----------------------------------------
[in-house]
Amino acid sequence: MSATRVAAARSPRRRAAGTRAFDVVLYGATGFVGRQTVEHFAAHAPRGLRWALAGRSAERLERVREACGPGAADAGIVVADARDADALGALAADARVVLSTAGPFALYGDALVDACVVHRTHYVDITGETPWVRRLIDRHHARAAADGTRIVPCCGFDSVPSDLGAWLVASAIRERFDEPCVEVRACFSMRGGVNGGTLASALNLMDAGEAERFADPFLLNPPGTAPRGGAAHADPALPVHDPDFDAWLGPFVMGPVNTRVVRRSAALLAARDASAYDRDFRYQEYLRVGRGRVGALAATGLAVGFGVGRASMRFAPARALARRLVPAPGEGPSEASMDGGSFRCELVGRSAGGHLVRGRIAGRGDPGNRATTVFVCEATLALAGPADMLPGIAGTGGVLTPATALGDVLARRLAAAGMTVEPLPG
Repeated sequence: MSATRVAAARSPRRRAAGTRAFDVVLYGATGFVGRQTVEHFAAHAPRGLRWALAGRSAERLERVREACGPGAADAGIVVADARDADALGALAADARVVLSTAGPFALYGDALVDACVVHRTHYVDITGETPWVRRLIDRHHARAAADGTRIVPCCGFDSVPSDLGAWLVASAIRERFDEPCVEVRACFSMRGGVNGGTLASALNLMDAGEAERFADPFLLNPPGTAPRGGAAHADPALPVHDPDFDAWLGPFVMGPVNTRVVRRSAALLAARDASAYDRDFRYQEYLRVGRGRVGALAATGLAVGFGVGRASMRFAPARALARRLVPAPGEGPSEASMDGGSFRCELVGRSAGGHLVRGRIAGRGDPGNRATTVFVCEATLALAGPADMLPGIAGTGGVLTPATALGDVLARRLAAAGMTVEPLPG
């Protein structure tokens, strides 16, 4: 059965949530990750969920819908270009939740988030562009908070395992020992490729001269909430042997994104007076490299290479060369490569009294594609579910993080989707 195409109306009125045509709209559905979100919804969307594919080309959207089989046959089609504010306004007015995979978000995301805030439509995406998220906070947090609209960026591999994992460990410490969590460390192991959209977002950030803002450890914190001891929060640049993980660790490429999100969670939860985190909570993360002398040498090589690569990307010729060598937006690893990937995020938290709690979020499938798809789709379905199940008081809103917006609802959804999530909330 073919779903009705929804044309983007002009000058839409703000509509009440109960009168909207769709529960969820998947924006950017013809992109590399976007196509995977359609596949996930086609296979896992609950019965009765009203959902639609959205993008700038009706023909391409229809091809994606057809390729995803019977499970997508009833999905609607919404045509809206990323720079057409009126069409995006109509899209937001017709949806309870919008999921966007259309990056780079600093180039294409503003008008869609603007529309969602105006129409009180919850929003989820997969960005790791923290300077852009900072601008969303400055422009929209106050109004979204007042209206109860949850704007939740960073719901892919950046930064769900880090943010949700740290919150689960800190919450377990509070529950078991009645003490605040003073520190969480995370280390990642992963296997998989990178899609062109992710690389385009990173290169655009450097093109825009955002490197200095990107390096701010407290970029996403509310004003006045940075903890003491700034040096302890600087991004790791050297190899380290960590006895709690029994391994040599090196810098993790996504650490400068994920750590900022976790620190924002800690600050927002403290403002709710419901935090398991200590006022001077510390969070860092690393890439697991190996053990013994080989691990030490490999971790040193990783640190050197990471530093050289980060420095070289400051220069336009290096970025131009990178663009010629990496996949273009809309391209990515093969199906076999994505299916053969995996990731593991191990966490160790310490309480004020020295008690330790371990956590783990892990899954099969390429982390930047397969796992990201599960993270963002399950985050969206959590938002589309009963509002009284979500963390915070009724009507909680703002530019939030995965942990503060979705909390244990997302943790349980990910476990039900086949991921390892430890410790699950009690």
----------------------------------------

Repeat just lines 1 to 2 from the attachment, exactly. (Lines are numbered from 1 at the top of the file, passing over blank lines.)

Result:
[in-house]
Amino acid sequence: MSATRVAAARSPRRRAAGTRAFDVVLYGATGFVGRQTVEHFAAHAPRGLRWALAGRSAERLERVREACGPGAADAGIVVADARDADALGALAADARVVLSTAGPFALYGDALVDACVVHRTHYVDITGETPWVRRLIDRHHARAAADGTRIVPCCGFDSVPSDLGAWLVASAIRERFDEPCVEVRACFSMRGGVNGGTLASALNLMDAGEAERFADPFLLNPPGTAPRGGAAHADPALPVHDPDFDAWLGPFVMGPVNTRVVRRSAALLAARDASAYDRDFRYQEYLRVGRGRVGALAATGLAVGFGVGRASMRFAPARALARRLVPAPGEGPSEASMDGGSFRCELVGRSAGGHLVRGRIAGRGDPGNRATTVFVCEATLALAGPADMLPGIAGTGGVLTPATALGDVLARRLAAAGMTVEPLPG